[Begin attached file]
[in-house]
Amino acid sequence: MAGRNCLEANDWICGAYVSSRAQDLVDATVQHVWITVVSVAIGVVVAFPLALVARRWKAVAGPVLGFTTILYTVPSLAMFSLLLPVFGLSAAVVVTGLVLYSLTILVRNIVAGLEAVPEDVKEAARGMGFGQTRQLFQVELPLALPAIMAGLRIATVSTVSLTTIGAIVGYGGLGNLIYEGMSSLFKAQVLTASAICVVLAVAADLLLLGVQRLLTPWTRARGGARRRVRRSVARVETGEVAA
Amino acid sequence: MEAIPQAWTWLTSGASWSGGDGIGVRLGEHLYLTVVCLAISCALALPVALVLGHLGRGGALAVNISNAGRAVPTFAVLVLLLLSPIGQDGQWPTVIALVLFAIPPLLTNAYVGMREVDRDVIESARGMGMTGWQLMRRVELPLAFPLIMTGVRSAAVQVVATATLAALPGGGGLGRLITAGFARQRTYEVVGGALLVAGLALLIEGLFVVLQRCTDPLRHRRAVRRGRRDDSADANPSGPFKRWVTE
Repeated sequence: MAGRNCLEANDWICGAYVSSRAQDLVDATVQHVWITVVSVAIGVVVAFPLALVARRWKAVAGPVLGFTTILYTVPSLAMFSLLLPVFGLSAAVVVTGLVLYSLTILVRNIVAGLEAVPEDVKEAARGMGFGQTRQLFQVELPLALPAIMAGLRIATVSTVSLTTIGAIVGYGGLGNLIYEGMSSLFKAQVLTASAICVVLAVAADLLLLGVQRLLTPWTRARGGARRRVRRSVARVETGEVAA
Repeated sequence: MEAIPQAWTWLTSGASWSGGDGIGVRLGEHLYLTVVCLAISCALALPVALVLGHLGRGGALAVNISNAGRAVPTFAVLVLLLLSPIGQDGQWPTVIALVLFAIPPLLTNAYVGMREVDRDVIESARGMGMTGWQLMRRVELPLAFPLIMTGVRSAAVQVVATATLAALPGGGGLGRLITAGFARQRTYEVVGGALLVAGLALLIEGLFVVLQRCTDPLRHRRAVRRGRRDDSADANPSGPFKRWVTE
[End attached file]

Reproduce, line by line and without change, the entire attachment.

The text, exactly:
[in-house]
Amino acid sequence: MAGRNCLEANDWICGAYVSSRAQDLVDATVQHVWITVVSVAIGVVVAFPLALVARRWKAVAGPVLGFTTILYTVPSLAMFSLLLPVFGLSAAVVVTGLVLYSLTILVRNIVAGLEAVPEDVKEAARGMGFGQTRQLFQVELPLALPAIMAGLRIATVSTVSLTTIGAIVGYGGLGNLIYEGMSSLFKAQVLTASAICVVLAVAADLLLLGVQRLLTPWTRARGGARRRVRRSVARVETGEVAA
Amino acid sequence: MEAIPQAWTWLTSGASWSGGDGIGVRLGEHLYLTVVCLAISCALALPVALVLGHLGRGGALAVNISNAGRAVPTFAVLVLLLLSPIGQDGQWPTVIALVLFAIPPLLTNAYVGMREVDRDVIESARGMGMTGWQLMRRVELPLAFPLIMTGVRSAAVQVVATATLAALPGGGGLGRLITAGFARQRTYEVVGGALLVAGLALLIEGLFVVLQRCTDPLRHRRAVRRGRRDDSADANPSGPFKRWVTE
Repeated sequence: MAGRNCLEANDWICGAYVSSRAQDLVDATVQHVWITVVSVAIGVVVAFPLALVARRWKAVAGPVLGFTTILYTVPSLAMFSLLLPVFGLSAAVVVTGLVLYSLTILVRNIVAGLEAVPEDVKEAARGMGFGQTRQLFQVELPLALPAIMAGLRIATVSTVSLTTIGAIVGYGGLGNLIYEGMSSLFKAQVLTASAICVVLAVAADLLLLGVQRLLTPWTRARGGARRRVRRSVARVETGEVAA
Repeated sequence: MEAIPQAWTWLTSGASWSGGDGIGVRLGEHLYLTVVCLAISCALALPVALVLGHLGRGGALAVNISNAGRAVPTFAVLVLLLLSPIGQDGQWPTVIALVLFAIPPLLTNAYVGMREVDRDVIESARGMGMTGWQLMRRVELPLAFPLIMTGVRSAAVQVVATATLAALPGGGGLGRLITAGFARQRTYEVVGGALLVAGLALLIEGLFVVLQRCTDPLRHRRAVRRGRRDDSADANPSGPFKRWVTE